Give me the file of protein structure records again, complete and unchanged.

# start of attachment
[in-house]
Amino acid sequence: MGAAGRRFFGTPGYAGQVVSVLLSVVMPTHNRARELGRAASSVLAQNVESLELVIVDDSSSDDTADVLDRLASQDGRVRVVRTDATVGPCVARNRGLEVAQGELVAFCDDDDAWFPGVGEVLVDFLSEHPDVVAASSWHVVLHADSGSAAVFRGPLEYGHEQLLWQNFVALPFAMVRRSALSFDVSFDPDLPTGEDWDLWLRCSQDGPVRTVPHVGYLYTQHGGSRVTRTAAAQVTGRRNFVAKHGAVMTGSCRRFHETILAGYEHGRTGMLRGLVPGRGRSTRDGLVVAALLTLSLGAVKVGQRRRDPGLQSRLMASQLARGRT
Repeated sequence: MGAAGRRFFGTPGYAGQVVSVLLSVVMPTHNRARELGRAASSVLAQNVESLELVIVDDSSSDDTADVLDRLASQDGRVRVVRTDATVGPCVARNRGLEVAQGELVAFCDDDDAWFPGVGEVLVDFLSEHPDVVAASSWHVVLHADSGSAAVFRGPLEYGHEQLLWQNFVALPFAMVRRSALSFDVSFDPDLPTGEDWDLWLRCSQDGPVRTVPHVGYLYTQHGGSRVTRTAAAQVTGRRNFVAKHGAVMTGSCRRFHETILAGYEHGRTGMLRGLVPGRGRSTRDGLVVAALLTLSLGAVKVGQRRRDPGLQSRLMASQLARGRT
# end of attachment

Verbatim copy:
[in-house]
Amino acid sequence: MGAAGRRFFGTPGYAGQVVSVLLSVVMPTHNRARELGRAASSVLAQNVESLELVIVDDSSSDDTADVLDRLASQDGRVRVVRTDATVGPCVARNRGLEVAQGELVAFCDDDDAWFPGVGEVLVDFLSEHPDVVAASSWHVVLHADSGSAAVFRGPLEYGHEQLLWQNFVALPFAMVRRSALSFDVSFDPDLPTGEDWDLWLRCSQDGPVRTVPHVGYLYTQHGGSRVTRTAAAQVTGRRNFVAKHGAVMTGSCRRFHETILAGYEHGRTGMLRGLVPGRGRSTRDGLVVAALLTLSLGAVKVGQRRRDPGLQSRLMASQLARGRT
Repeated sequence: MGAAGRRFFGTPGYAGQVVSVLLSVVMPTHNRARELGRAASSVLAQNVESLELVIVDDSSSDDTADVLDRLASQDGRVRVVRTDATVGPCVARNRGLEVAQGELVAFCDDDDAWFPGVGEVLVDFLSEHPDVVAASSWHVVLHADSGSAAVFRGPLEYGHEQLLWQNFVALPFAMVRRSALSFDVSFDPDLPTGEDWDLWLRCSQDGPVRTVPHVGYLYTQHGGSRVTRTAAAQVTGRRNFVAKHGAVMTGSCRRFHETILAGYEHGRTGMLRGLVPGRGRSTRDGLVVAALLTLSLGAVKVGQRRRDPGLQSRLMASQLARGRT